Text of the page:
A misunderstanding of this concept causes some people to believe that muscles turn into fat if training ceases. Actually, fat and muscle are two distinct types of tissue; they cannot convert into each other. In the usual scenario, an athlete stops training, causing his muscles to atrophy or shrink. If he doesn't reduce his caloric intake, the excess calories will be stored as bodyfat. To the naked (and uninformed) eye, it may appear
as if his muscles have transmogrified into fat, but physiologically and biologically, that is impossible.


To overcome a training plateau, the first thing to consider is the volume of your training. Are you doing too much to permit adequate recovery? Unless you provide yourself with sufficient rest, you may easily slip into an over trained state exemplified by no gains. The solution is to reduce your training volume by cutting back on the number of sets and reps you do.

Another problem may involve training frequency. Most advanced bodybuilders find that as they get stronger, they paradoxically must train less. That explains why Dorian Yates trains each muscle group only once every six or seven days. The reason Yates continues to improve and stay ahead of his competition is because of his keen analytical sense of the correct amount of training needed to promote continuous gains in size and strength.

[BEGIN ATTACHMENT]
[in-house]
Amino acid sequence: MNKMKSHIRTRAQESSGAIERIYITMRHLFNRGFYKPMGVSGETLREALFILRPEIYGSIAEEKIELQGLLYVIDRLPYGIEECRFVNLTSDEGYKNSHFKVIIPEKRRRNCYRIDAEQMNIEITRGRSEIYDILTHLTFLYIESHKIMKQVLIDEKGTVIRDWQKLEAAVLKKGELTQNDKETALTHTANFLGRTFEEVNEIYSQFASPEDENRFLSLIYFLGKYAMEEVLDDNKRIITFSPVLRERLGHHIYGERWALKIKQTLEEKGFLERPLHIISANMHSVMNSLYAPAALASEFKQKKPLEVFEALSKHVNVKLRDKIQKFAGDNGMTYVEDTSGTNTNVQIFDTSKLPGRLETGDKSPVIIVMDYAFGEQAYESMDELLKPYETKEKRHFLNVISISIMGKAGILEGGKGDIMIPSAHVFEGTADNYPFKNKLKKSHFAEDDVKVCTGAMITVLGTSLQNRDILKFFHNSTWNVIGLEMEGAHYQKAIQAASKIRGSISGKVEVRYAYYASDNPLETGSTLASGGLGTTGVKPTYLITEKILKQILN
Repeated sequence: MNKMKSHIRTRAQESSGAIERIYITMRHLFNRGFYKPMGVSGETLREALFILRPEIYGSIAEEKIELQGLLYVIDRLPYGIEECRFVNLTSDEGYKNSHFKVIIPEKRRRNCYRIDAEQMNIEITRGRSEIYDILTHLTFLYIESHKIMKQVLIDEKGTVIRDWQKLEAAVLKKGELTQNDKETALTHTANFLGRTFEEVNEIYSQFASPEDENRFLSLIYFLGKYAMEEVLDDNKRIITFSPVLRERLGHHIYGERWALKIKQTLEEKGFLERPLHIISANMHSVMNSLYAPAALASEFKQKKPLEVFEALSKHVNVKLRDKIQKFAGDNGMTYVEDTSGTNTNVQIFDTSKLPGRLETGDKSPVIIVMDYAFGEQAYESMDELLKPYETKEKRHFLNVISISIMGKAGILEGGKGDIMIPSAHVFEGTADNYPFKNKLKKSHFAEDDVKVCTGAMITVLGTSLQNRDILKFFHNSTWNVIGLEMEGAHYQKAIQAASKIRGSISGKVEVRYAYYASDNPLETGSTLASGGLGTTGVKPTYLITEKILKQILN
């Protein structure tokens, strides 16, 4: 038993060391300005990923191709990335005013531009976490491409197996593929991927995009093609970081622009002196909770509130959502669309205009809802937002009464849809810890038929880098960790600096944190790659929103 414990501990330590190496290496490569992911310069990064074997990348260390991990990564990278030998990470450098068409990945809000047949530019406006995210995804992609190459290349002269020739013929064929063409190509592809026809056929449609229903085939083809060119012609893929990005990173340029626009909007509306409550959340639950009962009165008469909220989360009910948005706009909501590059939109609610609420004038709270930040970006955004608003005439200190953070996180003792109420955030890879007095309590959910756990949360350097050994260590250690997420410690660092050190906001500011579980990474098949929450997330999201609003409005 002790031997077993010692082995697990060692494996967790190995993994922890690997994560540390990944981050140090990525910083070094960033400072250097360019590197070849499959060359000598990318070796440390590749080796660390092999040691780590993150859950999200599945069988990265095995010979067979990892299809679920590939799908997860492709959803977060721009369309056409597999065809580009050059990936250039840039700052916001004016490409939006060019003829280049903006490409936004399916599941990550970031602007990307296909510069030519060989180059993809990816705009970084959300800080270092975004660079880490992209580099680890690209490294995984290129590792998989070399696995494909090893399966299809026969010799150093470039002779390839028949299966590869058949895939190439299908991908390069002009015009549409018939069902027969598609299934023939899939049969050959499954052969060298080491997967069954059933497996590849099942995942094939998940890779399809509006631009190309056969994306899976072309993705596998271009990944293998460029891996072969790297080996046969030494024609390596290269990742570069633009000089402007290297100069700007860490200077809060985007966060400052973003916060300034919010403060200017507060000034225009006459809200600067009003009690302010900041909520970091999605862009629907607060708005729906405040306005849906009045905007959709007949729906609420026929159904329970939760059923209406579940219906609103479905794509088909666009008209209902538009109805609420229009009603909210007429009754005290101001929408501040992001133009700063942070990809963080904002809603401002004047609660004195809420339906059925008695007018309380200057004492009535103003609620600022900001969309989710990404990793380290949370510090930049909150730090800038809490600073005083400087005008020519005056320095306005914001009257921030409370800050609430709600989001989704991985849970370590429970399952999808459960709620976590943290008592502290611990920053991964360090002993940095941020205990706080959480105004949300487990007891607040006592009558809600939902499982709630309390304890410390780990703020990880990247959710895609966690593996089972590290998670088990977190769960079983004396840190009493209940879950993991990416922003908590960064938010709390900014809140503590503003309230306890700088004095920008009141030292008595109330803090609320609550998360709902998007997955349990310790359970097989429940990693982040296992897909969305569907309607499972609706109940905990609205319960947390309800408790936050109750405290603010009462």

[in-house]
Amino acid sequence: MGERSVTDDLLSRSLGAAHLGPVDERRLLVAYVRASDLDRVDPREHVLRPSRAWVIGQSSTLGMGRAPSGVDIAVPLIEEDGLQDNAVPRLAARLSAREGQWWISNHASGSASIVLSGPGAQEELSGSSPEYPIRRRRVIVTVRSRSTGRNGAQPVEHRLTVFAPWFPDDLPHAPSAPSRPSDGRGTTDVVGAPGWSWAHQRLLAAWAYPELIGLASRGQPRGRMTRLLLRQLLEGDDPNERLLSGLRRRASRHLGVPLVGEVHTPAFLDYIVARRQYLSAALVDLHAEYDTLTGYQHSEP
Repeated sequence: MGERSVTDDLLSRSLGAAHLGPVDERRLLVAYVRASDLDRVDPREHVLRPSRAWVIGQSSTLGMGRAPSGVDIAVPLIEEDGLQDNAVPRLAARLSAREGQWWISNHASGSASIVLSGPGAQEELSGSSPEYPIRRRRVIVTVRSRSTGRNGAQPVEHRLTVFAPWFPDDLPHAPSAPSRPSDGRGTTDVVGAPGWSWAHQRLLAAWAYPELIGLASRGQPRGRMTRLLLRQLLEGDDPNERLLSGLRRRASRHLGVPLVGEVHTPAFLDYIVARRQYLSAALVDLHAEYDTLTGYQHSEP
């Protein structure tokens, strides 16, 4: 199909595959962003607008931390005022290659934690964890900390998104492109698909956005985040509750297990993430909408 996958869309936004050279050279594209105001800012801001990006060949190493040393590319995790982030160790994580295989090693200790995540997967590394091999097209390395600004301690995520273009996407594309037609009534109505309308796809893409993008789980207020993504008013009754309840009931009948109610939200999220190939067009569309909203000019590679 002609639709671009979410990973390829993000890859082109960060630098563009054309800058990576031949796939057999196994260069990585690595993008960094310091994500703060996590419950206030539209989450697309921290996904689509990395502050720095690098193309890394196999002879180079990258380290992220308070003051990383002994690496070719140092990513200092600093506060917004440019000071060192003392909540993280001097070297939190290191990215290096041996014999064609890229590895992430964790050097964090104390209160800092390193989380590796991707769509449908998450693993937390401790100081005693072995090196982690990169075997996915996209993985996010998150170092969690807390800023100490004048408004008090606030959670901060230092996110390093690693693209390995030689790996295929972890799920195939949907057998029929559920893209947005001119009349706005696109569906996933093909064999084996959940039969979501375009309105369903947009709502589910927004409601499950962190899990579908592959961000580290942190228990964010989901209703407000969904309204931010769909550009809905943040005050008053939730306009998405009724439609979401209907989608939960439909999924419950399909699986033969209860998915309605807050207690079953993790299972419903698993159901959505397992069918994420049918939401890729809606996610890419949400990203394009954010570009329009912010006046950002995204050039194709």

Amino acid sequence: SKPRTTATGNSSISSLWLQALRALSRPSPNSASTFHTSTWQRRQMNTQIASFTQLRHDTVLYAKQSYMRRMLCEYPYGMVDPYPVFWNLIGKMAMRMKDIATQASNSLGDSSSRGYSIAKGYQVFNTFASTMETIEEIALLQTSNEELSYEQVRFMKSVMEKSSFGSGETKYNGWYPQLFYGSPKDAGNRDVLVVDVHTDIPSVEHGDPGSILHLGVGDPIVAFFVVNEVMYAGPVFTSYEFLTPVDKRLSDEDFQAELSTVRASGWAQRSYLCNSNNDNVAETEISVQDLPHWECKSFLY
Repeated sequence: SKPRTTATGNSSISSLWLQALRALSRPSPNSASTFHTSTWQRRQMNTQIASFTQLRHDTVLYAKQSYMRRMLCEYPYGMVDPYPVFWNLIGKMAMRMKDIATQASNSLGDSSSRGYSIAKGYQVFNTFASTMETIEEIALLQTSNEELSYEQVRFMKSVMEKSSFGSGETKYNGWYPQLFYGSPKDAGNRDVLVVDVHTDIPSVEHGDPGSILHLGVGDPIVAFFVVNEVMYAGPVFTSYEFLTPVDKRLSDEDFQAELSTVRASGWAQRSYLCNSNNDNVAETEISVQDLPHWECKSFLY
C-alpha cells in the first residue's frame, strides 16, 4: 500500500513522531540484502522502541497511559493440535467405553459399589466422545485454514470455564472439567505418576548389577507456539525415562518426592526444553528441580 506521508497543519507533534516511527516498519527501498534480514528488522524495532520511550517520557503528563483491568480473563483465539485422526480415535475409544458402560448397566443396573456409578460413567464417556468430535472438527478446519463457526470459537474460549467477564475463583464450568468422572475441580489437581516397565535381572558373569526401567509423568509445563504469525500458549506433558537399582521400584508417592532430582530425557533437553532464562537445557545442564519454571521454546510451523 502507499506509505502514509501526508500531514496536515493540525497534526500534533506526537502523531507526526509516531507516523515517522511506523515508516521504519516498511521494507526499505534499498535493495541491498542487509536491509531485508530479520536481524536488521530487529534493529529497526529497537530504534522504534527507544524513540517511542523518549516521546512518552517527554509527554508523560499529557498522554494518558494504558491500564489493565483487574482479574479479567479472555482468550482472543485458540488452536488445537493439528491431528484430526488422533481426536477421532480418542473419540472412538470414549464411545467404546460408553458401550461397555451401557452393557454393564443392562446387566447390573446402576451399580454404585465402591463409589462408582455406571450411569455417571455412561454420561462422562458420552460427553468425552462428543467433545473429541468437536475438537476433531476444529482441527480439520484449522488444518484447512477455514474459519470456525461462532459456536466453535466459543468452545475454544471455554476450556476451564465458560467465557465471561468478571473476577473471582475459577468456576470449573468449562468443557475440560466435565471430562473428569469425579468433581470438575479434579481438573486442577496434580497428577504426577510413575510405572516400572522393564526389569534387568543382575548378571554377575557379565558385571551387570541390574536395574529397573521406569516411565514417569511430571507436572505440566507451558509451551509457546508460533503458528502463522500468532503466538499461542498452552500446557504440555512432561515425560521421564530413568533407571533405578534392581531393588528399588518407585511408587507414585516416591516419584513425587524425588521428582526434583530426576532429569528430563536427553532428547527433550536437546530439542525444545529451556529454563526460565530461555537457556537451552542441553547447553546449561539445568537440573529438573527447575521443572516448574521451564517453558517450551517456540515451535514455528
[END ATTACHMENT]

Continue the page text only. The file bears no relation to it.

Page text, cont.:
Another way to blast out of a plateau is to simply rearrange the sequence of your exercises. For example, let's say you usually begin your shoulder routine with some type of pressing exercise. Commencing your training with lateral raises may inject just enough variety to wake up complacent delts. You must consider, however, that by beginning with an isolation exercise (laterals), you'll lose some strength when you get to the presses later in the workout. This requires a downward adjustment in your pressing weight. Always be aware of any necessary new adjustments if you change your workout.

Even just switching the days you train your muscle groups can be effective. For example, if you usually train both biceps and triceps during a single training session, try working these two muscle groups on alternate days. Or you can use the popular "push-pull" split system, wherein you train pushing muscles (chest, shoulders, triceps) one day and pulling muscles (back, biceps) the next.